Even though his endocrinologists believed that the positive effects of the radioactive iodine would be noticeable within one or two weeks, they knew it would take two to three months before the President’s thyroid hormone level would return to normal (euthy-roidism). Because of Mr. Bush’s position and responsibilities as President, it was especially important to reduce his thyroid hormone levels as soon as possible.

By choosing SSKI to prevent thyroid storm, his doctors were also giving the President a medication that starts to reduce thyroid hormone levels within hours and reaches its full effect within a few days. PTU (propylthiouracil) and Tapazole® are other drugs sometimes given to prevent thyroid storm. However, it can take seven days before these drugs start to reduce hormone levels and two to three weeks to reach their full effect.

Dr. Allen M. Ross, the cardiologist caring for President Bush, treated the atrial fibrillation with a combination of drugs: procainamide and digoxin to control the irregular heartbeats and Coumadin┬« to protect against blood clotting. As the President’s thyroid hormone levels became normal, these drugs were tapered off.

Understandably, the President was concerned that his medical problems would affect his work schedule. Although he was allowed to return to work, he was advised not to overexert himself. His physicians told him that he would continue to feel tired until his thyroid hormones approached a normal level. However, they assured him that he could resume his full level of activity in one to two months. For several weeks, both his thyroid levels and his heart were monitored very closely. As anticipated, within a few months, the President’s thyroid gland was no longer producing enough thyroid hormone, causing him to become hypothyroid (too little thyroid hormone). At that point, he began taking thyroid hormone replacement.

Fortunately, President Bush rebounded quickly and completely. According to Dr. Ross, “President Bush was extremely fortunate to have had a completely curable form of heart disease, one caused by an excess of thyroid hormone, which quickly responded to treatment. Most heart patients are not so lucky.” The radio-active iodine treatment effectively ended the President’s hyperthyroidism, and brand-name levothyroxine taken daily maintains the proper level of thyroid hormone (euthyroidism) in the former President.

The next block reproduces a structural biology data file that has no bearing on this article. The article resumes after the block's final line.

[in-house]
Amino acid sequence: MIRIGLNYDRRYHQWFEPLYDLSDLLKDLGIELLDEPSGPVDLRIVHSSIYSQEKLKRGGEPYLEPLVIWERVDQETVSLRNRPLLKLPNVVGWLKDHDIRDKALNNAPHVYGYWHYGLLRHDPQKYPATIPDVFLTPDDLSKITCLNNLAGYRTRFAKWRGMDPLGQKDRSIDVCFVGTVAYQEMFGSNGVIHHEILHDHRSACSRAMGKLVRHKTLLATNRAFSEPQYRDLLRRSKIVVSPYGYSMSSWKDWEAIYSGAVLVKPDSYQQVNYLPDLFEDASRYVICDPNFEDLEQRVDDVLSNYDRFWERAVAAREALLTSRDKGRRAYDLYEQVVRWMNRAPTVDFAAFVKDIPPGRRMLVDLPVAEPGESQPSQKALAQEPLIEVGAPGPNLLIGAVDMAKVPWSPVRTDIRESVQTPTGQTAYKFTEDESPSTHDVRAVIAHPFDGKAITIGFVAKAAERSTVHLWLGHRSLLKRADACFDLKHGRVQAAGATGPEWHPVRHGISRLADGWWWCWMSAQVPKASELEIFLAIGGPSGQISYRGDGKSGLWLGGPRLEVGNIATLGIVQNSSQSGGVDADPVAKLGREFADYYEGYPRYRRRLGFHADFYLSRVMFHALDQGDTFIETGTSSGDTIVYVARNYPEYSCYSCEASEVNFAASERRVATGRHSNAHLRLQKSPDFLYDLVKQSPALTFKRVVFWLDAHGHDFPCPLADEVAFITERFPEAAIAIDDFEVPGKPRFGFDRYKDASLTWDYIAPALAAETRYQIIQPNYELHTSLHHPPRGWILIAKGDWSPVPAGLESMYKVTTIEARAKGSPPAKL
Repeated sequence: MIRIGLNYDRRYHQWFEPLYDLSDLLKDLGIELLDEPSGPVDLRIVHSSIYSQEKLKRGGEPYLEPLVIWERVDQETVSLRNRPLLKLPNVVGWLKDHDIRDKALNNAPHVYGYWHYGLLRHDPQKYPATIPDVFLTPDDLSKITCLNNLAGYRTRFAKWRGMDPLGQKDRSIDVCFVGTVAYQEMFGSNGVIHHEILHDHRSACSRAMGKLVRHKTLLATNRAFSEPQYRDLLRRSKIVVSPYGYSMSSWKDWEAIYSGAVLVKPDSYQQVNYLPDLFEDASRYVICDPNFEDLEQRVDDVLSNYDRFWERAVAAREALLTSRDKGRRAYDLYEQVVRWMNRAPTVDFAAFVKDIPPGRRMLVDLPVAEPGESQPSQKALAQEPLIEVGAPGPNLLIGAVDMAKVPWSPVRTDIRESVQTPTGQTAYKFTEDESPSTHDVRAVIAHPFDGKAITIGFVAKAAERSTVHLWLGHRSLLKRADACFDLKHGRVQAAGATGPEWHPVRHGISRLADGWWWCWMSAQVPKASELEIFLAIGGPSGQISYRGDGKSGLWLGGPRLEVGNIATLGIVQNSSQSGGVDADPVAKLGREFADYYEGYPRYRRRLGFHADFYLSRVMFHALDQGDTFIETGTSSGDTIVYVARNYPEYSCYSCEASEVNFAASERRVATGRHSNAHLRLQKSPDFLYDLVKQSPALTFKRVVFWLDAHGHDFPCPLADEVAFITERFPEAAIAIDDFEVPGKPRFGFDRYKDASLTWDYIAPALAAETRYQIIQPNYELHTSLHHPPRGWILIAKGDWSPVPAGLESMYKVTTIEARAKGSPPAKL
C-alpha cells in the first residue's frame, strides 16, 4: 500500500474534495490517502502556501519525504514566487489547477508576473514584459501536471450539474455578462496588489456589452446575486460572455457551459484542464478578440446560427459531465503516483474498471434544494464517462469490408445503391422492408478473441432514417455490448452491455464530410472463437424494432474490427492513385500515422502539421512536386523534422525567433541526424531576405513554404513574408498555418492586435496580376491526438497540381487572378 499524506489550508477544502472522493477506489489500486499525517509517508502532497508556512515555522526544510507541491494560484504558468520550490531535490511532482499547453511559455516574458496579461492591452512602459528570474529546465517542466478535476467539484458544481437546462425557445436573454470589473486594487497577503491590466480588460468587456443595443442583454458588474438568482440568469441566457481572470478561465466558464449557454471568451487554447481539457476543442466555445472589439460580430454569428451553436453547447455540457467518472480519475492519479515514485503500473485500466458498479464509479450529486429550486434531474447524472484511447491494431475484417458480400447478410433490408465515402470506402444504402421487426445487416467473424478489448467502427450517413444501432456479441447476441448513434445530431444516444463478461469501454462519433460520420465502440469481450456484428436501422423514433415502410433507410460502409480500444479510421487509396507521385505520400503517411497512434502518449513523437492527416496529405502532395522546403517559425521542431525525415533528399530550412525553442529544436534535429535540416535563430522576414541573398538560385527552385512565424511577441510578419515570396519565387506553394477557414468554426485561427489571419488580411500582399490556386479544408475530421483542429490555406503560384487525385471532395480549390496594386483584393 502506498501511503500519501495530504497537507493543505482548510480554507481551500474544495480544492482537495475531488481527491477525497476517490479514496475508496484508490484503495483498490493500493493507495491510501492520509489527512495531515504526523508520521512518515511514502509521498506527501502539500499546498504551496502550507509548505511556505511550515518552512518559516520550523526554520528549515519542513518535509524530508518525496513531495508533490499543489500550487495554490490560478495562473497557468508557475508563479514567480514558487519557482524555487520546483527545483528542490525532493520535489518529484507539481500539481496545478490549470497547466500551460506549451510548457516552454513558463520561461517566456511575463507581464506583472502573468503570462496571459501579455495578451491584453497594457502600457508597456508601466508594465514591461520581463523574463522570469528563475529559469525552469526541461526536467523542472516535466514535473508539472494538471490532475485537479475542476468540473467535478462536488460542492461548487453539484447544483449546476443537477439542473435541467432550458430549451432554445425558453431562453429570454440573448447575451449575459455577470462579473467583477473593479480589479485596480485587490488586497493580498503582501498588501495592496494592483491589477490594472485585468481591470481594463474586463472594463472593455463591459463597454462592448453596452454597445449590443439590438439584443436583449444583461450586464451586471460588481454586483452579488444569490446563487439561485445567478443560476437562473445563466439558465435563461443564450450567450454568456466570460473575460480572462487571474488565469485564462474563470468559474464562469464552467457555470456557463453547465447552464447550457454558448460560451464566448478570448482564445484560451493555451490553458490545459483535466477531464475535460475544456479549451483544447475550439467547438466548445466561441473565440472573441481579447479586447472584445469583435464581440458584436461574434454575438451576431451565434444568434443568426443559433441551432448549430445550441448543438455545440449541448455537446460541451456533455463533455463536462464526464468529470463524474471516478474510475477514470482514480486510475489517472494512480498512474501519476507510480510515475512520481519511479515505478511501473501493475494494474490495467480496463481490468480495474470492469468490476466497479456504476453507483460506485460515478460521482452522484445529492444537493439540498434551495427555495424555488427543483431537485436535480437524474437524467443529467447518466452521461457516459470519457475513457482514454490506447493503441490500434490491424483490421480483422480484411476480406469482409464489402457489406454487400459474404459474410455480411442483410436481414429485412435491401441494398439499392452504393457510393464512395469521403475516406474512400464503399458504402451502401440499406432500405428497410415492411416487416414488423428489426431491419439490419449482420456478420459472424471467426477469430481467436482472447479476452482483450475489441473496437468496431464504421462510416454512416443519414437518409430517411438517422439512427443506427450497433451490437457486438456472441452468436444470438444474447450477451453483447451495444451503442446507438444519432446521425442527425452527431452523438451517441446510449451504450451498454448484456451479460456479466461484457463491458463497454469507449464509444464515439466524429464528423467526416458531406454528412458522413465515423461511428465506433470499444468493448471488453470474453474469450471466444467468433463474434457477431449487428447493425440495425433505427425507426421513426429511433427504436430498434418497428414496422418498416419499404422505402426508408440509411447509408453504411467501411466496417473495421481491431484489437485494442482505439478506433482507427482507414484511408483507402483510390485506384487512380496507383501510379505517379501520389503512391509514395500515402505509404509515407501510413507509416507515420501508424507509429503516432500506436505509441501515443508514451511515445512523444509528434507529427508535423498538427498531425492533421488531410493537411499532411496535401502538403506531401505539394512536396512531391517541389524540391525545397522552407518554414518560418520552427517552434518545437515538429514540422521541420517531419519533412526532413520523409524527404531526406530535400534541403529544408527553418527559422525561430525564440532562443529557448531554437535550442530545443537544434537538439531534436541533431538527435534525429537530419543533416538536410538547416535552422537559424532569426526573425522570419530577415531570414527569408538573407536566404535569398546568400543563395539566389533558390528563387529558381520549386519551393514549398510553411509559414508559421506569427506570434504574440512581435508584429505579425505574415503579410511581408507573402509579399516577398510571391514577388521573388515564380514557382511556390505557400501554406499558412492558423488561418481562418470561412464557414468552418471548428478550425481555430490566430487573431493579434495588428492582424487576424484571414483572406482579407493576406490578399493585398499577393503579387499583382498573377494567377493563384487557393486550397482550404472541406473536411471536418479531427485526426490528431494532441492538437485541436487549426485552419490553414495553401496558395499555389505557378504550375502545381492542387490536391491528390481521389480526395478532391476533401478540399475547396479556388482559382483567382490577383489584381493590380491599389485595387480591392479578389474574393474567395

When the public became aware of the President’s thyroid disorder, there was a flurry of speculation about autoimmune disease in the White House. Eighteen months before the President’s ordeal, Barbara Bush was also diagnosed with Graves’ disease. Unlike her husband, she also developed Graves’ eye disease (see The Thyroid Connection, Volume II, No. 1). The odds of both husband and wife developing the same autoimmune disease over their lifetime are more than one in 10,000. The odds increase to one in three million that it could happen within a two-year period!

When Millie, the cherished canine of the Bush family, fell ill with lupus, another autoimmune disease, speculation arose about possible contaminants in the White House water. Nevertheless, his doctors determined that it was most probably a coincidence that President Bush, Mrs. Bush, and Millie were all diagnosed with autoimmune diseases.

Having stepped away from the public sphere, George Bush remains active, leading a vigorous and adventurous lifestyle. His personal doctor, Dr. Benjamin Orman, attests that, “Mr. Bush belies his age, maintains excellent health, works out regularly, and sustains a brisk pace of life.” Astoundingly, on April 1, 1997, President Bush made good on a promise to himself that he’d made during World War II when a burning bomber forced him to eject and parachute to safety. At 72, showcasing his enduring vitality, he leapt from an airplane, soared through the skies, pulled his parachute’s ripcord, and gently descended to Earth.

Through their personal experiences and candidness about Graves’ disease, the Bushes have drawn attention to a condition that impacts millions of Americans. Essential conversations regarding the nature and management of the disease have been fostered, enhancing public knowledge and understanding. By publicly discussing their thyroid issues, the Bushes have once more exemplified their extraordinary dedication to serving others.